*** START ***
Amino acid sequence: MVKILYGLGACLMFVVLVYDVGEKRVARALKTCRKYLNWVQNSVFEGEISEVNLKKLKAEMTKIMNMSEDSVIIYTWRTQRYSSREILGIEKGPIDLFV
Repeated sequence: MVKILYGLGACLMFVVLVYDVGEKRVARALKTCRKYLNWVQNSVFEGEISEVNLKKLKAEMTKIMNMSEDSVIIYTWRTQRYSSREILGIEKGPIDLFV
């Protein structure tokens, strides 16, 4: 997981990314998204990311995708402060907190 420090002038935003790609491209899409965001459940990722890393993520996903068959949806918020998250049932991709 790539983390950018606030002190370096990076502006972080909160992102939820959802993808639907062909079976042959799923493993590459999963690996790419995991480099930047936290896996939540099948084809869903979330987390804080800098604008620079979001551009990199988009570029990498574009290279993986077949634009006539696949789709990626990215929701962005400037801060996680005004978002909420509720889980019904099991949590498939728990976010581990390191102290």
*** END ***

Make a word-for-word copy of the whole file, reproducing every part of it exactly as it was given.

Amino acid sequence: MVKILYGLGACLMFVVLVYDVGEKRVARALKTCRKYLNWVQNSVFEGEISEVNLKKLKAEMTKIMNMSEDSVIIYTWRTQRYSSREILGIEKGPIDLFV
Repeated sequence: MVKILYGLGACLMFVVLVYDVGEKRVARALKTCRKYLNWVQNSVFEGEISEVNLKKLKAEMTKIMNMSEDSVIIYTWRTQRYSSREILGIEKGPIDLFV
């Protein structure tokens, strides 16, 4: 997981990314998204990311995708402060907190 420090002038935003790609491209899409965001459940990722890393993520996903068959949806918020998250049932991709 790539983390950018606030002190370096990076502006972080909160992102939820959802993808639907062909079976042959799923493993590459999963690996790419995991480099930047936290896996939540099948084809869903979330987390804080800098604008620079979001551009990199988009570029990498574009290279993986077949634009006539696949789709990626990215929701962005400037801060996680005004978002909420509720889980019904099991949590498939728990976010581990390191102290």